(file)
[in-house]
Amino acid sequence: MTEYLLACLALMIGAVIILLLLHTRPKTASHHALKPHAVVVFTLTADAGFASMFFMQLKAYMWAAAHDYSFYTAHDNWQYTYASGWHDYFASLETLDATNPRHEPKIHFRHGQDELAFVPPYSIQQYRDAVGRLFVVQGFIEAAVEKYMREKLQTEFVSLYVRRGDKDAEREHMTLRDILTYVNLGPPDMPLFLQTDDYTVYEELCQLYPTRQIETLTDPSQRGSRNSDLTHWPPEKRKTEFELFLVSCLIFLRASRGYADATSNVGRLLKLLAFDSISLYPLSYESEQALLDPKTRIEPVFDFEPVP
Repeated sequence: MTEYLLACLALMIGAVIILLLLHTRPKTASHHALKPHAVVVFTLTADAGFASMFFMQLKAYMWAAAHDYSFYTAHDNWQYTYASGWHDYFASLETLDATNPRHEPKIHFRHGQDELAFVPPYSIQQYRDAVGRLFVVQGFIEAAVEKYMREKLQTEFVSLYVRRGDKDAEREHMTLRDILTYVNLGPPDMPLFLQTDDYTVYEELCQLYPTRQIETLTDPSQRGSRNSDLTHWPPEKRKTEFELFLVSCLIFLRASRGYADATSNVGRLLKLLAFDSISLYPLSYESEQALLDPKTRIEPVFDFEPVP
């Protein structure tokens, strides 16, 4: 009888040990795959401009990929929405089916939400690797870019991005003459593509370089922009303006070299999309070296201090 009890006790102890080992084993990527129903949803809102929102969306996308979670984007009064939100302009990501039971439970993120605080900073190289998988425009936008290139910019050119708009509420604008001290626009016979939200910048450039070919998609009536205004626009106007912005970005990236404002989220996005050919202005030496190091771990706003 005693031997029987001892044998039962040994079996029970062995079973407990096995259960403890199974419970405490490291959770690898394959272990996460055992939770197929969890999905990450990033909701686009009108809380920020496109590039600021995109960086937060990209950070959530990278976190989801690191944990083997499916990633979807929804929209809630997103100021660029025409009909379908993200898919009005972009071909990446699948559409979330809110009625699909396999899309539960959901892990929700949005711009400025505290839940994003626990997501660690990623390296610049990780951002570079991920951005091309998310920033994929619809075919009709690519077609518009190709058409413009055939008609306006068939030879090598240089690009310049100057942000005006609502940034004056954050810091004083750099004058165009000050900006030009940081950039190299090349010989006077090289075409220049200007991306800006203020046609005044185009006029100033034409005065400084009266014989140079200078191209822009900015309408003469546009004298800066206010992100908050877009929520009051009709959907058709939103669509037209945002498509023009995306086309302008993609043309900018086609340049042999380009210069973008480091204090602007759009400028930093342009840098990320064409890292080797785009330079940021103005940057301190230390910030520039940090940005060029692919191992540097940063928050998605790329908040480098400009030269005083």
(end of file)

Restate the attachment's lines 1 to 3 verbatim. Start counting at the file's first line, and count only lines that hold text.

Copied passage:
[in-house]
Amino acid sequence: MTEYLLACLALMIGAVIILLLLHTRPKTASHHALKPHAVVVFTLTADAGFASMFFMQLKAYMWAAAHDYSFYTAHDNWQYTYASGWHDYFASLETLDATNPRHEPKIHFRHGQDELAFVPPYSIQQYRDAVGRLFVVQGFIEAAVEKYMREKLQTEFVSLYVRRGDKDAEREHMTLRDILTYVNLGPPDMPLFLQTDDYTVYEELCQLYPTRQIETLTDPSQRGSRNSDLTHWPPEKRKTEFELFLVSCLIFLRASRGYADATSNVGRLLKLLAFDSISLYPLSYESEQALLDPKTRIEPVFDFEPVP
Repeated sequence: MTEYLLACLALMIGAVIILLLLHTRPKTASHHALKPHAVVVFTLTADAGFASMFFMQLKAYMWAAAHDYSFYTAHDNWQYTYASGWHDYFASLETLDATNPRHEPKIHFRHGQDELAFVPPYSIQQYRDAVGRLFVVQGFIEAAVEKYMREKLQTEFVSLYVRRGDKDAEREHMTLRDILTYVNLGPPDMPLFLQTDDYTVYEELCQLYPTRQIETLTDPSQRGSRNSDLTHWPPEKRKTEFELFLVSCLIFLRASRGYADATSNVGRLLKLLAFDSISLYPLSYESEQALLDPKTRIEPVFDFEPVP